KY EPSCoR: Nanoscale Electrical Transfer and Coherent Transport Between Atomically-Thin Materials (Match for DoE 3200000852)

Grants and Contracts Details


Overview: In the continued march towards electronic-size reduction, the interfaces to electrical contacts will inevitably play an increasing role in future nanoscale device characteristics and could well become the critical barriers to improved performances and energy efficiencies. It is widely expected that this steady reduction in size will soon involve the incorporation of the new class of atomically-thin materials into future electronics. While significant progress has recently been made to understanding a plethora of phenomena, such as coherent and ballistic transport within the bulk of atomically-thin materials, much less is understood about such behavior within the vicinity of electrical interfaces. To determine the effects that influence electron transfer and coherent phenomena in the vicinity of atomically-thin interfaces, tunable test devices will be utilized that allow for the ability to locally control the relevant energy and length scales. The outcome of this work should provide an understanding of the quantum transport processes to interfaces consisting of the thinnest possible materials and the interplay between the relevant length and energy scales in their vicinity. The intellectual merit: The fundamental understanding gained by this study should help to provide a basic foundation and of design principles critical for the future engineering of ultra-small devices where electrical interfaces and quantum coherent phenomena can be important. Since the proposed test structures are themselves tunable, they provide a potential conceptual framework to constructing novel devices which function principally on the behavior of the electrical interfaces to atomically-thin materials. Finally, tuning coherent phenomena at electrical interfaces could provide a way to drastically reduce their contact resistances, which have been collectively identified as a major obstacle to achieving high performance efficient nanoelectronics.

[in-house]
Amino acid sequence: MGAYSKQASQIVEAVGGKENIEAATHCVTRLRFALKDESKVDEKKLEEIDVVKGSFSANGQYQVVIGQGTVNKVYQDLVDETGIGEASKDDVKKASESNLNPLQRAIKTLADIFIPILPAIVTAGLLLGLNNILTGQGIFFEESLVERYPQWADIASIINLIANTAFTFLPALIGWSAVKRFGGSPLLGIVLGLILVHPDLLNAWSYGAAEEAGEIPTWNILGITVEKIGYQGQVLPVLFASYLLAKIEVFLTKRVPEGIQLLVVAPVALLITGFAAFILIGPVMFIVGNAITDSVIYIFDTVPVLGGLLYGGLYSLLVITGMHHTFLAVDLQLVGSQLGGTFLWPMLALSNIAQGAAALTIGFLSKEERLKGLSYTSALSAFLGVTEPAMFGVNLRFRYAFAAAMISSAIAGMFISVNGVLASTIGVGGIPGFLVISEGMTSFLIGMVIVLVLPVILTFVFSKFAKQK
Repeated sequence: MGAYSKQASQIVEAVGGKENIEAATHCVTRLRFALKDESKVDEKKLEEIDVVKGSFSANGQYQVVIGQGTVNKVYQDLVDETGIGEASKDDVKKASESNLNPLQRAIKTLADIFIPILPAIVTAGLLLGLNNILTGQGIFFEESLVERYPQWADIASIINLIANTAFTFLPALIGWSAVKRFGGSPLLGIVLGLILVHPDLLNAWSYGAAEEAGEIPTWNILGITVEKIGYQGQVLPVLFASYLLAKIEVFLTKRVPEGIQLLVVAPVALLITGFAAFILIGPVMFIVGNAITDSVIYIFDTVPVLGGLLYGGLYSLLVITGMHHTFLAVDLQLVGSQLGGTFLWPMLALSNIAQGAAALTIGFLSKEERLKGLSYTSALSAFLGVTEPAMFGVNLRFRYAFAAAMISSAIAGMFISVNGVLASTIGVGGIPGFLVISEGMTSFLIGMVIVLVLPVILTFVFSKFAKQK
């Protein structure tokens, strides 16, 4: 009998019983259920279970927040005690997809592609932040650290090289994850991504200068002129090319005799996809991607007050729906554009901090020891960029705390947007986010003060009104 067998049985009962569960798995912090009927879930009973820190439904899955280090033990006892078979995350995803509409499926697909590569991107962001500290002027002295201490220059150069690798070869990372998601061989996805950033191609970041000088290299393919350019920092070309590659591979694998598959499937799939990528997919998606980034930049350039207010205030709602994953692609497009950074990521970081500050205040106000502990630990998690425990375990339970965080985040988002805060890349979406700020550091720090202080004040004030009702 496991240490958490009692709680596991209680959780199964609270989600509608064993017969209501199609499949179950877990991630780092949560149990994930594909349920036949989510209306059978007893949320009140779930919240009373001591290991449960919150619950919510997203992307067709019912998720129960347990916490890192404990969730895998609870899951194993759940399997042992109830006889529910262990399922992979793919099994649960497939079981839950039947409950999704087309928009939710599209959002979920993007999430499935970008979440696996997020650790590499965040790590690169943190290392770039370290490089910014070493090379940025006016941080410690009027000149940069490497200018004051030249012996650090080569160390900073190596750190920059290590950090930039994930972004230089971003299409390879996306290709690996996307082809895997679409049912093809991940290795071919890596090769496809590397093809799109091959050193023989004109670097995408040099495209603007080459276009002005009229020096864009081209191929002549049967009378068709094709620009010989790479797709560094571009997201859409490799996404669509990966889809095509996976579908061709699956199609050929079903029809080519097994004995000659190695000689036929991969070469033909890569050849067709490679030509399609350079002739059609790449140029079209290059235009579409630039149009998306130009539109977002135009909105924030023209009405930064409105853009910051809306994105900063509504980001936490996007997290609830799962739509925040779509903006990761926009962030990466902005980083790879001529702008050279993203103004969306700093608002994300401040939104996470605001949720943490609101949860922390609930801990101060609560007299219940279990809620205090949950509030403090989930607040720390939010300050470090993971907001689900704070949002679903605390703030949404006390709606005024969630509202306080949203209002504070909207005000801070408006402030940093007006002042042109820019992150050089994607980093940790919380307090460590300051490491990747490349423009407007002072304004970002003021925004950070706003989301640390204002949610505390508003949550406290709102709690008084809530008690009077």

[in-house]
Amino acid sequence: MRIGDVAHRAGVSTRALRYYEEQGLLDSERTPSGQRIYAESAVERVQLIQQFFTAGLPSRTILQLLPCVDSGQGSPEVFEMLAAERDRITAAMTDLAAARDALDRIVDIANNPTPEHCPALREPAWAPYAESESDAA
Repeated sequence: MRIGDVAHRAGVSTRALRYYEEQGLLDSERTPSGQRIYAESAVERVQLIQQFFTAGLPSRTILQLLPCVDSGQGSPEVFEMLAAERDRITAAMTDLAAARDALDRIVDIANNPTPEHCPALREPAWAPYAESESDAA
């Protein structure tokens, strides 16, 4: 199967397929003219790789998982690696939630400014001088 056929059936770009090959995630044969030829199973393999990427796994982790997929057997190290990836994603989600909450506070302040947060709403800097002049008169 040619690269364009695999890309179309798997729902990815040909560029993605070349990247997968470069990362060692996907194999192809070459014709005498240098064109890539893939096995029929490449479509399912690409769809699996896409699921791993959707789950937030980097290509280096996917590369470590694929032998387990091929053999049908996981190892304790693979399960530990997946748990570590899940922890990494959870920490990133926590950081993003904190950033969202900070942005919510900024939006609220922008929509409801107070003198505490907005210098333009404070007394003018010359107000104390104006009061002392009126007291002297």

Effective start/end date8/15/168/14/19


  • KY Council on Postsecondary Education: $50,000.00


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